“Lands beneath the bow!”
The shouted warning wakes the captain of the Russian frigate, NEVA, from his afternoon nap as the ship runs aground in narrow, cliff-bounded Sitka Sound.
It is a cold day in December 1812, and the NEVA is on its last leg to Sitka, capital of Russian America in the Alaskan panhandle. In an attempt to keep the ship from washing farther up on the rocks, the anchor is thrown over, but the line is not secured. Precariously, the NEVA perches on the rocks for several hours. Women and children are put in the longboat, but their rescue craft breaks up on the rocks. All on board are lost.
Punctuating this tragic loss, the NEVA’s stern begins to break away. The survivors that remain on the NEVA hold on to anything they can as the bow then breaks apart and they are set adrift. At the end of the day, 28 of 60 make it to shore; 2 die later of hypothermia.
The NEVA has since been the stuff of legend, lore of the sea. People have been looking for the wreck site and survivor’s camp for two centuries with little progress. Over the last few years, however, David McMahan, a retired Alaska State Archaeologist who has been interested in the NEVA for years, has mounted a more successful search. The initial work was a partnership of the Alaska Office of History and Archaeology, the U.S. Forest Service, the Sitka Historical Society, NOAA, and the National Marine Sanctuaries Foundation.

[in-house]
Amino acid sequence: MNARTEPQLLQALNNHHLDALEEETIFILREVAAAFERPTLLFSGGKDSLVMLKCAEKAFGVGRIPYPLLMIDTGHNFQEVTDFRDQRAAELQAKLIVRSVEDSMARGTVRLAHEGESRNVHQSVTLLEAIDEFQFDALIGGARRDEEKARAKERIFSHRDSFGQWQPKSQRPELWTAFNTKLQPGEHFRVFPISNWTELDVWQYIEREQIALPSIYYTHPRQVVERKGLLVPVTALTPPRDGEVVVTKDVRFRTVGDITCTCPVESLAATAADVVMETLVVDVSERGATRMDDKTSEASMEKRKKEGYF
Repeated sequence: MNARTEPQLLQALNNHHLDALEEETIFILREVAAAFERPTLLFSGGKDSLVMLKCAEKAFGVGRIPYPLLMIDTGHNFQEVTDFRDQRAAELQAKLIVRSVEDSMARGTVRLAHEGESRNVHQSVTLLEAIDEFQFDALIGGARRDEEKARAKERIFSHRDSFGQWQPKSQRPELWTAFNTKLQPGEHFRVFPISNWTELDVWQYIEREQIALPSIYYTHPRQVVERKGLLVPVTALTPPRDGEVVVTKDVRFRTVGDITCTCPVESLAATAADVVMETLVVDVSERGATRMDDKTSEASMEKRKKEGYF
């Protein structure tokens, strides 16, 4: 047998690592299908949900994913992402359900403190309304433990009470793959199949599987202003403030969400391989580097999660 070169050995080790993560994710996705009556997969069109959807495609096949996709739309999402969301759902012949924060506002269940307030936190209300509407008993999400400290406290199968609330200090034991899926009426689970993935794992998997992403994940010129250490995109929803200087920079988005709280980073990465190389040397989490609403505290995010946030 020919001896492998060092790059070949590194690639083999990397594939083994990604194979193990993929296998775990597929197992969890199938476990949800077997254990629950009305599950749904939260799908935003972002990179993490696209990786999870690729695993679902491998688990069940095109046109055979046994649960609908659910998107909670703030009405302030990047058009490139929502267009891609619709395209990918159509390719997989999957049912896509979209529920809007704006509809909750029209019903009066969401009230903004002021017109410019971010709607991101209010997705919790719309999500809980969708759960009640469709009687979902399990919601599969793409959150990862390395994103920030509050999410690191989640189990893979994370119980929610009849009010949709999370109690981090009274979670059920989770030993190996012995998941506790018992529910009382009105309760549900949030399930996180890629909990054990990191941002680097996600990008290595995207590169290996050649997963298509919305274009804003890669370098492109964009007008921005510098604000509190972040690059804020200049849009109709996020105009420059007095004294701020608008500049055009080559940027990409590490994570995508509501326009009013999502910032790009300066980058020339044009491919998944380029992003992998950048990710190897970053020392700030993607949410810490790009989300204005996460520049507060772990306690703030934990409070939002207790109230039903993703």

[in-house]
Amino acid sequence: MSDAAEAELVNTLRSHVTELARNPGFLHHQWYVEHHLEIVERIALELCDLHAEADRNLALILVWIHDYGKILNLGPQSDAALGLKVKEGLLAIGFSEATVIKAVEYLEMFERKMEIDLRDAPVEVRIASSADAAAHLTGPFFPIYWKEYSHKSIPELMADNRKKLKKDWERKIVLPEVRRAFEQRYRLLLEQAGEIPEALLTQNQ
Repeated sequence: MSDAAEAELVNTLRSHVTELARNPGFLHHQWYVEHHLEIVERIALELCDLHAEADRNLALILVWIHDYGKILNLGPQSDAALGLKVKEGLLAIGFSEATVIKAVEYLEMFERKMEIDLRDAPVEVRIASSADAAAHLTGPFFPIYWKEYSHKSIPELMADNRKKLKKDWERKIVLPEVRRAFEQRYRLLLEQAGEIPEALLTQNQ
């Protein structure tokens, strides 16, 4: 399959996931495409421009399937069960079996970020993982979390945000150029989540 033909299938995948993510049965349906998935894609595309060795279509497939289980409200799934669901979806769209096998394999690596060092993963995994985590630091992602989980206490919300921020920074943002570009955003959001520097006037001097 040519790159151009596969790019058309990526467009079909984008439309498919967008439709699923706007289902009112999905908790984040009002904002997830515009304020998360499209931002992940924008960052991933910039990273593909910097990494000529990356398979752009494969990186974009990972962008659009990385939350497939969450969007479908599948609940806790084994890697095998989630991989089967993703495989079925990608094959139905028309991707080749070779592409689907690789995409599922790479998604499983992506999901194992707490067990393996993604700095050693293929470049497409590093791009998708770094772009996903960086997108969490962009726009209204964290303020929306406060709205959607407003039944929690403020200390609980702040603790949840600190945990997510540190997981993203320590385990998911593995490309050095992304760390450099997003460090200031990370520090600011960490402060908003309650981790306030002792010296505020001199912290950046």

“The ship was legendary in Sitka, even in the 1800s, due to its role in the Battle of Sitka in which the Russians drove out the Tlingit for control of the island,” says McMahan. “We researched the stories, recorded survivor accounts, and Russian records. We looked at historical tide and weather data from the National Oceanic and Atmospheric Administration (NOAA), studied aerial photos and satellite images. An abalone fisherman told us about finding a cannon of the right vintage in the 1980s and showed us where he found it on the chart.
All of the information we had amassed over the years finally converged, and in 2012 we went looking for the NEVA and her survivor camp. In June of that year, we walked the shoreline in the alleged vicinity of the wreck during the lowest tide of the year. We used a metal detector and found a cache of nine Russian-made axe heads that were stacked, like they had been in a wooden crate that had eroded. At this point, we knew we had something, so we applied for funding from NSF,” McMahan explains.
In August 2012, McMahan’s team attempted to find the NEVA, but the challenges were too great. Despite a shallow water depth of only about 50 feet, the rocky pinnacles, strongly surging current, and dense kelp forest hindered progress. The group tried to find the wreckage using a marine magnetometer on loan from NOAA’s Monitor National Marine Sanctuary.
“We tried to use a professional metal detector underwater, but had the same problem as a group who did a similar survey in the 1980s. Both of our attempts failed because the rocks are iron-rich volcanic rocks, so we couldn’t separate a signal coming from boat wreckage from the signal coming from the rocks,” says McMahan. “We also tried to use sonar methods. But, the air in the kelp negatively affects the data, and we couldn’t see anything.”
In May 2015 the team attempted several scuba dives with assistance from marine archaeologists John Jensen (University of Rhode Island), Brinnen Carter (Sitka National Historical Park), and Travis Shinabarger, but the effort was plagued by weather and boat problems. (They plan to try again in March or April 2016 before the summer kelp growth season.)